Big White Lies

“If you tell the truth, you don’t have to remember anything.”  Mark Twain.

I don’t know too much about copyright and titles, but I did recently finish watching the series Big Little Lies, and since I don’t want to get in trouble, I’m going to go with Big White Lies as my title instead.  Anyway, Big White Lies is more appropriate, because this is about the lies we tell to fit into the White American world.

After I wrote my last post Immigrant, I developed a huge writer’s block.  I didn’t know where I wanted to go next.  If you didn’t read it, you should read that before reading this.  It is the most vulnerable I’ve ever been in my public writing, and while it only skimmed the surface of the bullying that I experienced because recounting all the details is not necessary, the outpouring of support I received from people was absolutely incredible and had me in tears for 72 hours straight.  I thank you.  After that response, I really didn’t know where to go with my writing next.  I got some assignments from Women’s Running Magazine to write about other runners which was a nice distraction and allowed me to continue to do some running writing, but I didn’t have any idea what I wanted to write about in this much more personal venue.  I tried to write a triathlon recap after my incredibly fun tri, but I abandoned the post halfway through because it had no passion.  I then decided that I would just wait until after my upcoming presentation at Expressing Motherhood to see if it would give me any ideas of where I want to go next.  Out of the blue during my run this morning, as I was thinking about the show Big Little Lies and a recent unveiled lie, inspiration hit.

The most important thing that happened after my Immigrant post is that my older sister and I finally communicated about what we hadn’t talked about for 30 years; about her experience as an immigrant and what she did to protect herself.  While we were at it, we went through a couple other difficult but crucial conversations that needed to be had as well.  If all the writing I’ve done over the last couple of years was just to get me to the point of having that conversation, then it was all worth it.  Other people started reaching out to me privately as well with white lies they told to blend in and be more easily accepted.  Some immigrants go by nicknames or change their names entirely to make their experience easier.  Many lie about where they come from.  I never lied.  It never occurred to me that denying my country of origin may be an option.  When those boys in 5th grade kept asking me are you from Iran, I would say yes.  When they’d ask isn’t that the country that was holding Americans hostage (the Iran Hostage Crisis occurred from 1979 to 1981 and we moved back to the U.S. in 1983), I’d say yes.  Even in my undergraduate years, I remember being at Chauncy’s nightclub in Pittsburgh every Thursday for 50 cent drinks until midnight, and having guys ask me where I’m from, and I’d yell Iran over the loud music.  Their eyes would bulge out, and I’d walk away.  That truth-telling was for the best, because nothing good was going to come out of Chauncy’s anyway.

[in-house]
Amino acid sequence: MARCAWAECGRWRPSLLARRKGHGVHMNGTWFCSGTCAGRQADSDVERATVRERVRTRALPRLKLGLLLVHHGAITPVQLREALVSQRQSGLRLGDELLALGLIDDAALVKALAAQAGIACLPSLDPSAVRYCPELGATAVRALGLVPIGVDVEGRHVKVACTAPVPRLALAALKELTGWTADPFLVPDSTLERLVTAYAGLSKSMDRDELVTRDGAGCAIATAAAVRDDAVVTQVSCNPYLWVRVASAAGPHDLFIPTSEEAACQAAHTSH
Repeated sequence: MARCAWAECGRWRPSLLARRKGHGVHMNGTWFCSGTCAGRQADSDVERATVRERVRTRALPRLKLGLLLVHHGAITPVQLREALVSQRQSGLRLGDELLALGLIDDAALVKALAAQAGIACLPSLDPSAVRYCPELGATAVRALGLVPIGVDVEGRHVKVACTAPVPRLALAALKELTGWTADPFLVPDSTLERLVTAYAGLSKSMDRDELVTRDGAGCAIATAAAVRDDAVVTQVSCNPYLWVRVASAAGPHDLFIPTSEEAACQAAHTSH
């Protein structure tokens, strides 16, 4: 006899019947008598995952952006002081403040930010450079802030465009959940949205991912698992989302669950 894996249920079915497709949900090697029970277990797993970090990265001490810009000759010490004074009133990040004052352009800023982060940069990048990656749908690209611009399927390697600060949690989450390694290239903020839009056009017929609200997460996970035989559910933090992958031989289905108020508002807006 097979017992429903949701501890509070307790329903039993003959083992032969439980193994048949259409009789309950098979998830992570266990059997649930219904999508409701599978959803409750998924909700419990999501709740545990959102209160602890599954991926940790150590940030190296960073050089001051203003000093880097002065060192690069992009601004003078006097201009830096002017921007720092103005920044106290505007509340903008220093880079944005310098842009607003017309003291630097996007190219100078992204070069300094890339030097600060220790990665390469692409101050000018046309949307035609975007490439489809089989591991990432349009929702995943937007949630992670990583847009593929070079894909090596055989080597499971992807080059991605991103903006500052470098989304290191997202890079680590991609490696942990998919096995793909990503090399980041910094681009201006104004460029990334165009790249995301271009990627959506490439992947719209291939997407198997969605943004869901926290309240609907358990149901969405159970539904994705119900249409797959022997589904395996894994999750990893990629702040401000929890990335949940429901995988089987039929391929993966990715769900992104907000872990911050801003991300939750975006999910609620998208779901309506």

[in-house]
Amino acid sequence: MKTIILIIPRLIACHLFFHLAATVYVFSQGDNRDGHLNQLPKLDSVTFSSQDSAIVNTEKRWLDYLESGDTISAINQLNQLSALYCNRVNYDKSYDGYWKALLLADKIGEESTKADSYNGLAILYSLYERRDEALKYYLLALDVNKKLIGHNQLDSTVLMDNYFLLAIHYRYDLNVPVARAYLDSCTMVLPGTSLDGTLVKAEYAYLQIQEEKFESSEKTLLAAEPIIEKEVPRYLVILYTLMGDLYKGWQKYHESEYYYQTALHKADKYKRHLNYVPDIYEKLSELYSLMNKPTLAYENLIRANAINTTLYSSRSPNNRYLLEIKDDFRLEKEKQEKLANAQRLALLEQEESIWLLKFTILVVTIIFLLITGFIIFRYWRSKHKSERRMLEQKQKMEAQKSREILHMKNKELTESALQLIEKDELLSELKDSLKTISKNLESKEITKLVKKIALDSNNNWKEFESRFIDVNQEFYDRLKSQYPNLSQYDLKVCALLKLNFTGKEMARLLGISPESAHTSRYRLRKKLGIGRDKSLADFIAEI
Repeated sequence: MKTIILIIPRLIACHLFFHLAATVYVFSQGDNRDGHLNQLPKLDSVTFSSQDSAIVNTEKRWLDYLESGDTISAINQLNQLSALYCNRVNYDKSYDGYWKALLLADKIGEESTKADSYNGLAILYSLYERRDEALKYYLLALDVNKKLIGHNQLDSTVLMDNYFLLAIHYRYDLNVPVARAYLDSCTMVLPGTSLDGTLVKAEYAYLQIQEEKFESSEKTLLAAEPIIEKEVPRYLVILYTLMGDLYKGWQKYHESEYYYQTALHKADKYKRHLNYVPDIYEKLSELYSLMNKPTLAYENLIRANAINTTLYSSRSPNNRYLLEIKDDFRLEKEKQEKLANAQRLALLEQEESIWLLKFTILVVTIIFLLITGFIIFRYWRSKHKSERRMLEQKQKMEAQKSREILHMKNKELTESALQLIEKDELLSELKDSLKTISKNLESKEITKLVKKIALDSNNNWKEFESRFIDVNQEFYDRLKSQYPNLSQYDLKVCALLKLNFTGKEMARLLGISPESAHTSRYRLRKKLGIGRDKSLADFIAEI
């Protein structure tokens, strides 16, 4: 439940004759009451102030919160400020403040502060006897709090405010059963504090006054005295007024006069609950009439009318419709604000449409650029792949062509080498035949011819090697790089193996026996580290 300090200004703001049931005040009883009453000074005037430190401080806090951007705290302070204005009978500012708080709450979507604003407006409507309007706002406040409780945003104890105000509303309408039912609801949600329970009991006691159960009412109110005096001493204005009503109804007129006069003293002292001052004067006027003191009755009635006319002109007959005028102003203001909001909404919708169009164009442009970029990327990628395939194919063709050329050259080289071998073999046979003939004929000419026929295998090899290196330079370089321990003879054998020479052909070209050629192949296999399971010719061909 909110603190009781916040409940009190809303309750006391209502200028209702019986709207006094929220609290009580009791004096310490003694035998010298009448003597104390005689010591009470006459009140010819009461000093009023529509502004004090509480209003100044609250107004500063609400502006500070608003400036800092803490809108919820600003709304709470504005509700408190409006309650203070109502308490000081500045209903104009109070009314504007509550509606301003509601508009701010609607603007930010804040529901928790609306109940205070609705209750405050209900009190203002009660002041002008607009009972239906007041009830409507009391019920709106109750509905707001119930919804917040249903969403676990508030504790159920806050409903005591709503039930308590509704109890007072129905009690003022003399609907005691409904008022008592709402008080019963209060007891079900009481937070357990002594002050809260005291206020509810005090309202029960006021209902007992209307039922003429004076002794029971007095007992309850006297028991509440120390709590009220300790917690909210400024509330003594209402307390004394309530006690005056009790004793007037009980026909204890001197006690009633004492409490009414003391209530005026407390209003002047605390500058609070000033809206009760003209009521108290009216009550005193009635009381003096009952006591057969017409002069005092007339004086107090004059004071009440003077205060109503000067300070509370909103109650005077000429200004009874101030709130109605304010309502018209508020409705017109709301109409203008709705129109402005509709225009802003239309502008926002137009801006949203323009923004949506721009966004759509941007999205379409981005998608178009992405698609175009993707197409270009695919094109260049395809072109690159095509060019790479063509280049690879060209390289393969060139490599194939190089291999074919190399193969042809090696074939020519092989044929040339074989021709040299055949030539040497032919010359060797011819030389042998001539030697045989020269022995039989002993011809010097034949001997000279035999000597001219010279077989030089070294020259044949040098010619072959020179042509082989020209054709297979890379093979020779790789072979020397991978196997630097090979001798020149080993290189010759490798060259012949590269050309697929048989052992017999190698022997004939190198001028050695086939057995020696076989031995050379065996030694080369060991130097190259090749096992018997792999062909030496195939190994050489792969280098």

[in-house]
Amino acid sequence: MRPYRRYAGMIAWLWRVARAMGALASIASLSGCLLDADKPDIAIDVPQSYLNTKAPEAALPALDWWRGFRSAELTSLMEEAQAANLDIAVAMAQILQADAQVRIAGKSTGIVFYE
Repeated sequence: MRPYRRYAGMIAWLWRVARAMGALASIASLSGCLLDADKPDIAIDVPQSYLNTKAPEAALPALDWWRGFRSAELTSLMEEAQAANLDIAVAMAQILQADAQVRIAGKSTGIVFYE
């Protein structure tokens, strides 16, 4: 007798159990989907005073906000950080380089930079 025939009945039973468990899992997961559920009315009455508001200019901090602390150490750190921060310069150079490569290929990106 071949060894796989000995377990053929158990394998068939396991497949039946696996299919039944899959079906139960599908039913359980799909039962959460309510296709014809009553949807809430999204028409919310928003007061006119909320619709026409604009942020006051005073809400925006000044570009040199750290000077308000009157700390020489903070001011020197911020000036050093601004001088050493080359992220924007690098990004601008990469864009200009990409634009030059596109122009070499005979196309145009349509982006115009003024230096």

While every one else was telling white lies to hide their identity, we never talked to each other about what we were experiencing and how each of us was trying to protect ourselves.  Even amongst ourselves, we were all pretending to be ok, despite seeking each other out for friendship, clearly out of a need to be with someone who may understand, but then not talking about it.  No one pulled me aside and said, hey, don’t tell people you are from Iran…. just tell them you’re from Bangladesh or some other country with dark-skinned people that no one has heard of and is not in the news, and half your problems will be solved right there.  Would I have been able to lie?  I don’t know. I’ve really only told my husband one big white lie in the 20+ years we’ve been together.  Over the last several years, I’d periodically think that I should come clean about that big white lie from 16 years ago, but I kept putting it off.  After Immigrant, I finally told him what it was.  He didn’t even remember the circumstances of the event that I was talking about and of course didn’t care at all about this thing I’d unnecessarily held in.

Anyway, what actually surprises me about these identity lies is not the lies other immigrant friends told as kids…. what disappoints me is to find out that some are still lying.  I am talking about successful adults who are at least in their mid-30’s and still telling Big White Lies to fit into this White America which isn’t even White anymore…. Yes, maybe as a child I would have been better off to lie about my identity to protect myself and get myself through… I’m not sure if that would have been better….but as adults, we need to stop hiding… we need to be an example of hope for other people… we need to stop lying…whether about our identity or anything else that we don’t feel comfortable admitting for fear of how we will be perceived.